Ads promote newspapers, books to teens


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That’s our job in the newspaper industry – reporting what people who have something to hide consider too much information.

Pro-paper ads

Free 2×4 ads promoting newspapers and books were designed with teens and kids in mind. Click here to download them.

That concept – and language that appeals to teens and children – is the theme of an ad campaign designed to promote summer reading.

Newspapers can download five different 2×4 ads to run in the next two months that encourage reading the newspaper and books, said Karen T. Braeckel, HSPA Foundation director.

“One of the ads suggests summer gift subscriptions for children and teens to promote reading,” she said. “It includes space for newspapers to add their name, circulation phone number and website.”

The ads feature kid-friendly texting lingo with slogans like “TMI? No such thing” and “C U @ the library this summer.”

The taglines on most of the ads say, “Get real. Read the newspaper” or “Get real. Read” depending on whether the ad promotes newspapers or libraries.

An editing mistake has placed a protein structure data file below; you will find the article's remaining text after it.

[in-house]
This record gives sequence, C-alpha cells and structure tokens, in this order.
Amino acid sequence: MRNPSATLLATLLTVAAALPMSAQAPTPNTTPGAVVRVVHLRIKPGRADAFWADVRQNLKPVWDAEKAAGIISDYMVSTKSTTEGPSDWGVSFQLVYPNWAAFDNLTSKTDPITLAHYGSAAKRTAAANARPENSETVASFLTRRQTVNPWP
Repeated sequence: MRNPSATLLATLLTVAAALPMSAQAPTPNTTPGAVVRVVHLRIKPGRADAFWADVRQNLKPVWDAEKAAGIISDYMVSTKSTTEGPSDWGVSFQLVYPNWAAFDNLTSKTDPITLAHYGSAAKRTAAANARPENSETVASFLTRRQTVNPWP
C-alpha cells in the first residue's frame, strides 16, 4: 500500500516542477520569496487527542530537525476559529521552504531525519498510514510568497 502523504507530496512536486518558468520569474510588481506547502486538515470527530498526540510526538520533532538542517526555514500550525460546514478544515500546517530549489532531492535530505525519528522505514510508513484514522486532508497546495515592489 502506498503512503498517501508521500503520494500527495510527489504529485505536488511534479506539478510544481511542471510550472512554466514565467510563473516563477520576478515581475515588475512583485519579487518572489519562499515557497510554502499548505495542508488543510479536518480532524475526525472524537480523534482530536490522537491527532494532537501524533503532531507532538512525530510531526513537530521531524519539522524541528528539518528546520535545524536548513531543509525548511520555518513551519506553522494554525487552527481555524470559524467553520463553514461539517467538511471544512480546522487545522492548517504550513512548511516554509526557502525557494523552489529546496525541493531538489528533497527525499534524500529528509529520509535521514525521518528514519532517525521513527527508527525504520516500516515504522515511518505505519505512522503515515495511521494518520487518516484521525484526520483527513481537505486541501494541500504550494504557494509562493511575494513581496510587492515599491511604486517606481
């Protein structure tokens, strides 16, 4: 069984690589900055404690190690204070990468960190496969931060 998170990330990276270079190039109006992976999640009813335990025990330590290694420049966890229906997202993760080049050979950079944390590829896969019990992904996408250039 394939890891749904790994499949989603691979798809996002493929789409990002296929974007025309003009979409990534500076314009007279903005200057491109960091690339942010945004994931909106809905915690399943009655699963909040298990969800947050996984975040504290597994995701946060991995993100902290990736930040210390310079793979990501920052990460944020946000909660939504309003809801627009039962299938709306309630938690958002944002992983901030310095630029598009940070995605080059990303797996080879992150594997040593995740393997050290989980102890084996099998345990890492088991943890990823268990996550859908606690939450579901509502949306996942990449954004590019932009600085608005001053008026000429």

A fifth ad plays up the popular vampire genre in books with the slogan “Boredom bites. Read.” The tagline says “Get sucked into another world this summer at the library.”

The ads are available through an effort of Newspaper in Education, the Middle Grades Reading Network and the HSPA Foundation. Newspapers can click here to download them

The ad campaign was created by HSPA using art from pro-reading posters sent to schools across the state by the Middle Grades Reading Network.

Summer reading ensures that children retain and even improve their vocabulary and comprehension skills, said Jack Humphrey, director of the Middle Grades Reading Network at the University of Evansville.

“Providing access to newspapers is just the first step,” Humphrey said in a recent statewide letter to the editor to encourage summer reading. “Another closely related area of reading practice involves the public library.”

The free ads promote those concepts in a way that appeals to young people and parents or grandparents who would be enticed to order a gift subscription, Braeckel said.

“We encourage members to run the ads when they have room,” she said. “They might just be the starting point for budding news junkies and lifelong readers.”